Horse Death Investigation Comes Up Empty-Handed

Twelve horses died at Churchill Downs this spring, but the federally established oversight group that investigated the deaths identified no one cause of death and recommended more action and study to decrease risk at the home of the Kentucky Derby.

Improved veterinarian screening and the formation of a blue-ribbon committee to investigate synthetic surface solutions were two other recommendations made by the Horseracing Integrity and Safety Authority (HISA) report.

Seven horses died in the days running up to the 149th Derby on May 6, including two on the undercard, and five more died in the weeks later, prompting that action. HISA called an emergency summit immediately and, after conferring with professionals in the field, veterinarians, and trainers, suggested postponing the meet.

HISA CEO Lisa Lazarus stated on a Zoom call that the inquiry uncovered a variety of causes even though Tuesday’s analysis concluded there was no one factor in any of the locations.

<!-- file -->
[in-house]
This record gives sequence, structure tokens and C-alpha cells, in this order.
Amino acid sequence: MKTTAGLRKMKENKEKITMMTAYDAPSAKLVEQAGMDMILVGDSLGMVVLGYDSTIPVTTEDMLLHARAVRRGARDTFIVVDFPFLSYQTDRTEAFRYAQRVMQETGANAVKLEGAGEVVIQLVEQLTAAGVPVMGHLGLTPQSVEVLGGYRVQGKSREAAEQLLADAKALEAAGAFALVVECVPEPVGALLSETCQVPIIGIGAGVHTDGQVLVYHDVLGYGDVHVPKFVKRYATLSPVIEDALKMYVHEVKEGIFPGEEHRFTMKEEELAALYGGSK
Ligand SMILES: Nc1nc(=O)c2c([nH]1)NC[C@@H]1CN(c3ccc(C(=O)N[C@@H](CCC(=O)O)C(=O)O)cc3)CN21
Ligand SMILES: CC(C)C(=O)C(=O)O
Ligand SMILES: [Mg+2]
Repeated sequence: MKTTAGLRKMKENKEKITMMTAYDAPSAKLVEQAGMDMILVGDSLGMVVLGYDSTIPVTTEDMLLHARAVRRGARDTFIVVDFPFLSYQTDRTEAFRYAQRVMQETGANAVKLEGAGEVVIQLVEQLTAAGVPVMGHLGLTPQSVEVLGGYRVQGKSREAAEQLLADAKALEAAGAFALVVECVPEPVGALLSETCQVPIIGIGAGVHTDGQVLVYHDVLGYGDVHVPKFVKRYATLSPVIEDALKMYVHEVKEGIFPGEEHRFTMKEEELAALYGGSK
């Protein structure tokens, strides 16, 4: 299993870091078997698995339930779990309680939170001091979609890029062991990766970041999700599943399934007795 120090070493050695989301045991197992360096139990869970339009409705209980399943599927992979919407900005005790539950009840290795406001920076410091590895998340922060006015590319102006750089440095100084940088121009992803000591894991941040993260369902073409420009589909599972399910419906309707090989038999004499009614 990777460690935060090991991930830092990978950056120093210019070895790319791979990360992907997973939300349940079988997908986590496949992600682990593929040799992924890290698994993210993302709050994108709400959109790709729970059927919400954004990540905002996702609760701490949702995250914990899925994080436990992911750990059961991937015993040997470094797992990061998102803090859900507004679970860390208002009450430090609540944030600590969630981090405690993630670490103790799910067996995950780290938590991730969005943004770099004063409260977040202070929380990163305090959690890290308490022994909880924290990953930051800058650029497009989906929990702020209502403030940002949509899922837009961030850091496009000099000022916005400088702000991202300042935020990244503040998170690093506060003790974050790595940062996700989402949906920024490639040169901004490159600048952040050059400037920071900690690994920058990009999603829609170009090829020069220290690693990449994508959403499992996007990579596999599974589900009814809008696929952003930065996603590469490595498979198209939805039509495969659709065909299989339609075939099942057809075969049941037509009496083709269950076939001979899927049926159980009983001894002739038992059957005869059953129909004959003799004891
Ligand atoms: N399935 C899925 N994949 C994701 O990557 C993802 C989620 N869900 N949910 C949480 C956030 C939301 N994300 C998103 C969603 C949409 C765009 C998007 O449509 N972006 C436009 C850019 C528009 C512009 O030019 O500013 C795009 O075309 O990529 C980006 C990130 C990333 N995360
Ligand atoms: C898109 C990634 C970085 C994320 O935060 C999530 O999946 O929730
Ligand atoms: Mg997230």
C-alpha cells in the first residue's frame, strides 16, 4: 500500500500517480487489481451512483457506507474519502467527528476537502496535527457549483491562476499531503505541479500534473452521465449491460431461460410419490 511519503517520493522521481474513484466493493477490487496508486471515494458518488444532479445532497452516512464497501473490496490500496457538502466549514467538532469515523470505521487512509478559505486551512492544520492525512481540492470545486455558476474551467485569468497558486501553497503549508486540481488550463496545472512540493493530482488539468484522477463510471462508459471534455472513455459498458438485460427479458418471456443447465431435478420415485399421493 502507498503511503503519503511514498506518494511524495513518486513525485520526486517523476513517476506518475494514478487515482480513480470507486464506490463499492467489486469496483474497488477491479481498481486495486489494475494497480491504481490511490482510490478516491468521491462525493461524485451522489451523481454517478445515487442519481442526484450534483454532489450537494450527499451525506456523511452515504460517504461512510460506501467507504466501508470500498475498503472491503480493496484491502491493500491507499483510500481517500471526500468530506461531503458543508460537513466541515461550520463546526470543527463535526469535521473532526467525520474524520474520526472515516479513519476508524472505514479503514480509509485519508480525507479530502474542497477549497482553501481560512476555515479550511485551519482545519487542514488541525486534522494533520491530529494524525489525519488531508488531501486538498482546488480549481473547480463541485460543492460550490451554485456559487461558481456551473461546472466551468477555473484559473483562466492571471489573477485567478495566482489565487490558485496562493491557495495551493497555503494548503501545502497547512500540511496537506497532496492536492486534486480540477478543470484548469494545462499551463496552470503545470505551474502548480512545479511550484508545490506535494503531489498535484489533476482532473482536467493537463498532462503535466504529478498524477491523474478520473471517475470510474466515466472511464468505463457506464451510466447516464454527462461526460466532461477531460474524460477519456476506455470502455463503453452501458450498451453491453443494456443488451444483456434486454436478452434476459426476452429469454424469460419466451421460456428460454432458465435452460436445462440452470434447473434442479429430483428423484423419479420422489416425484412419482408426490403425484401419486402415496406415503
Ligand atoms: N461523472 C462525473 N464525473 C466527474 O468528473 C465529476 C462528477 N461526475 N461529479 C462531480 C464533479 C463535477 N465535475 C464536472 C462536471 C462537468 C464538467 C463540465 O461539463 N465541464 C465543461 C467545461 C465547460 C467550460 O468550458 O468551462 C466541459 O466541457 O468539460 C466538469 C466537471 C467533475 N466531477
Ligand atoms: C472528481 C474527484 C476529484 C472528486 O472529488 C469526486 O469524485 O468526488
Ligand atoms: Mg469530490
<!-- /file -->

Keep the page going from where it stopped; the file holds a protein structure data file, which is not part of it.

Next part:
An expert on racetrack surfaces, Dennis Moore, found no link between the track at Churchill Downs and the fatal injuries suffered by certain horses.

None of the horses tested positive for illegal drugs, and necropsies could not find any apparent pattern or underlying cause. Many counties, including Kentucky, have not reliably reported fatalities, necropsy results, or injuries to HISA within the time frame mandated by the organization. Reviewing training-related injuries was emphasized as something to do better and include.

While the HISA inquiry uncovered a wide range of ailments among the dead horses, it found that four of them suffered fractures while competing on the dirt or turf track. Two horses racing on dirt suddenly died from exercise-related causes, and two others had soft-tissue injuries.

Veterinarian Susan Stover’s assessment of high-velocity exercise recognized the risk of harm from high-intensity activity and recurrent overuse injuries.

While specialists in the field reported no problems with the racing tracks in July, the historic track changed, such as installing new track surface maintenance equipment and increasing its monitoring and care for the horses. According to a press release, track vets will get more funding to provide equine specialty care in preparation for race inspections and entrant screening.